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Best of John Robison

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Machine cycles

9 June 2006

Dear John:

Thank you for your column. You give so much well-needed advice in the slot machine world!!

In one of your latest columns (5/29/06) you talked about feeding a machine that you think is "ready to hit" but doesn't — just ends up taking your bankroll. Unfortunately, I'm one of those who feeds hoping it will hit. I hate to leave a machine with so much invested in the middle of a "cycle" thinking that the jackpot could be in that particular cycle. In a dollar machine I sat down and hit $1,190.00 in a matter of 10 minutes (pulled out a total of 7 tickets totaling the $1,190.00). As soon as it went into its next cycle, I got off the machine after losing $20.00.

Are you familiar with these cycles in the machines? I know when a new cycle has initiated when I press the max button because there is a long hesitation before it takes my money and the spin finally comes.

Thanking you in advance for your advice and knowledge!!

Warmly,
Wanda

Dear Wanda,

Thank you very much for the kind words about my column.

I am familiar with these cycles. They don't exist. That is, a machine does not go from a "take" cycle to a "pay" cycle after it has collected enough money. Nor does it do the reverse and go from a "pay" cycle to a "take" cycle after it has paid out some money.

Cycles don't exist as far as the programming of a machine is concerned. The results on a spin are determined at random without any regard whatsoever for what has happened in the past.

Cycles do exist, however, in terms of a player's experience playing a machine. A player can say she experienced "pay" cycles and "take" cycles, but these cycles are the same as streaks of heads or tails when flipping a coin. Streaks occur, but the coin knows nothing about them. The coin does not decide to end a streak and start landing on the opposite result.

The hesitation you occasionally see on machines occurs when the machine is doing some internal housekeeping required by regulators. It might be reporting activity on the machine since its last report to the slot accounting system; it might be burning that information to its internal non-volatile memory. The hesitation has absolutely nothing to do with changing cycles on a machine.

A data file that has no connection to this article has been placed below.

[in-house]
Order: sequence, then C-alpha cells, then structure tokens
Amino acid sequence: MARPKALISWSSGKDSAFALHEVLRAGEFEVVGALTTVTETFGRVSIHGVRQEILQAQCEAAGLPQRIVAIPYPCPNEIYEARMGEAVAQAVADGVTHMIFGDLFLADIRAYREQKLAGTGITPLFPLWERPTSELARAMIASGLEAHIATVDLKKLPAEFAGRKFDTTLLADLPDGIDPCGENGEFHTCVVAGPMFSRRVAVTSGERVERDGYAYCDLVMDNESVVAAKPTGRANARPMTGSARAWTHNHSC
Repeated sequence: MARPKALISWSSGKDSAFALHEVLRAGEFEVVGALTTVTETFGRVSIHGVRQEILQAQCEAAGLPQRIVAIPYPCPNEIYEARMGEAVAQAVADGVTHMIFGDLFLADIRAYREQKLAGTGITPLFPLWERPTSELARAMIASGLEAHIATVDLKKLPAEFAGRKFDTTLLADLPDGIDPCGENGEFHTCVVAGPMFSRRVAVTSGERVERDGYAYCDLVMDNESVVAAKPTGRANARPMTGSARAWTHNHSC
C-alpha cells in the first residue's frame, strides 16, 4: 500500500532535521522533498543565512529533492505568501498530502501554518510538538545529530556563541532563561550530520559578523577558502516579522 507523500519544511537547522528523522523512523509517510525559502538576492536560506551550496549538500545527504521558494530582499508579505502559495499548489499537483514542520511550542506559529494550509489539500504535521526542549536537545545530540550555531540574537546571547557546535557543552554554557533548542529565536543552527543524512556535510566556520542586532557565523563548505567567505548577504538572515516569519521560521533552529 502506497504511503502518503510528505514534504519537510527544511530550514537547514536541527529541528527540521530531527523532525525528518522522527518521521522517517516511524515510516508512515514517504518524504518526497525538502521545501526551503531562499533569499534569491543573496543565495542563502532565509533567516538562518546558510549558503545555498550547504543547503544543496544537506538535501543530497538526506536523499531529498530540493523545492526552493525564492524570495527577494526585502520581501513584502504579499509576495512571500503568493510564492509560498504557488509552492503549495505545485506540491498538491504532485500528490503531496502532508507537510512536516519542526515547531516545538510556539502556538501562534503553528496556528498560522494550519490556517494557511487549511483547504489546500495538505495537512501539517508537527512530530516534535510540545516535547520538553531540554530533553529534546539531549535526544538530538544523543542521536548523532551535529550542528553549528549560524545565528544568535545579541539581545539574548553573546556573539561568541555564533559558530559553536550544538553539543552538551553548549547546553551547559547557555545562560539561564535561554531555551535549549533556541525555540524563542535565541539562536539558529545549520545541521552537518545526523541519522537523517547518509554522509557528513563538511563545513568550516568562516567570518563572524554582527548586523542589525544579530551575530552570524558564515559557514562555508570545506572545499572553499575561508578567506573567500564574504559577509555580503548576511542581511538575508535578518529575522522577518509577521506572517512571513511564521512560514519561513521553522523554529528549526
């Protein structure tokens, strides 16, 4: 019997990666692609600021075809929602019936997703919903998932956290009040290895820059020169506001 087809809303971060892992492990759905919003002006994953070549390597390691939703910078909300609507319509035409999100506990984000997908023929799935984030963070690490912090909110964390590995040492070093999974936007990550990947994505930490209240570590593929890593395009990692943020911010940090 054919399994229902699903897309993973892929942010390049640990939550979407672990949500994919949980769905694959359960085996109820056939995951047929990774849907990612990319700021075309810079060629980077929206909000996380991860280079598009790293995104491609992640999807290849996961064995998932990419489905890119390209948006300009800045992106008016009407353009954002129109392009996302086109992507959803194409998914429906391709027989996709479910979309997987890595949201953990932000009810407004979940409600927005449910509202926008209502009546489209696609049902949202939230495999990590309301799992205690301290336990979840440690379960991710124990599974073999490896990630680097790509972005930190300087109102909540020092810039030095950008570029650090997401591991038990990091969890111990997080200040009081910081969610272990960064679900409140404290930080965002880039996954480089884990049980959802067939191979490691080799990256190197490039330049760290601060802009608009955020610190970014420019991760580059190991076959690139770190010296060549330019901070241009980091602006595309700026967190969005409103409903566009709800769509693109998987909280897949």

Best of luck in and out of the casinos,
John


Send your slot and video poker questions to John Robison, Slot Expert, at slotexpert@comcast.net. Because of the volume of mail I receive, I regret that I can't send a reply to every question. Also be advised that it may take several months for your question to appear in my column.

John Robison

John Robison is an expert on slot machines and how to play them. John is a slot and video poker columnist and has written for many of gaming’s leading publications. He holds a master's degree in computer science from the prestigious Stevens Institute of Technology.

You may hear John give his slot and video poker tips live on The Good Times Show, hosted by Rudi Schiffer and Mike Schiffer, which is broadcast from Memphis on KXIQ 1180AM Friday afternoon from from 2PM to 5PM Central Time. John is on the show from 4:30 to 5. You can listen to archives of the show on the web anytime.

Books by John Robison:

The Slot Expert's Guide to Playing Slots
John Robison
John Robison is an expert on slot machines and how to play them. John is a slot and video poker columnist and has written for many of gaming’s leading publications. He holds a master's degree in computer science from the prestigious Stevens Institute of Technology.

You may hear John give his slot and video poker tips live on The Good Times Show, hosted by Rudi Schiffer and Mike Schiffer, which is broadcast from Memphis on KXIQ 1180AM Friday afternoon from from 2PM to 5PM Central Time. John is on the show from 4:30 to 5. You can listen to archives of the show on the web anytime.

Books by John Robison:

The Slot Expert's Guide to Playing Slots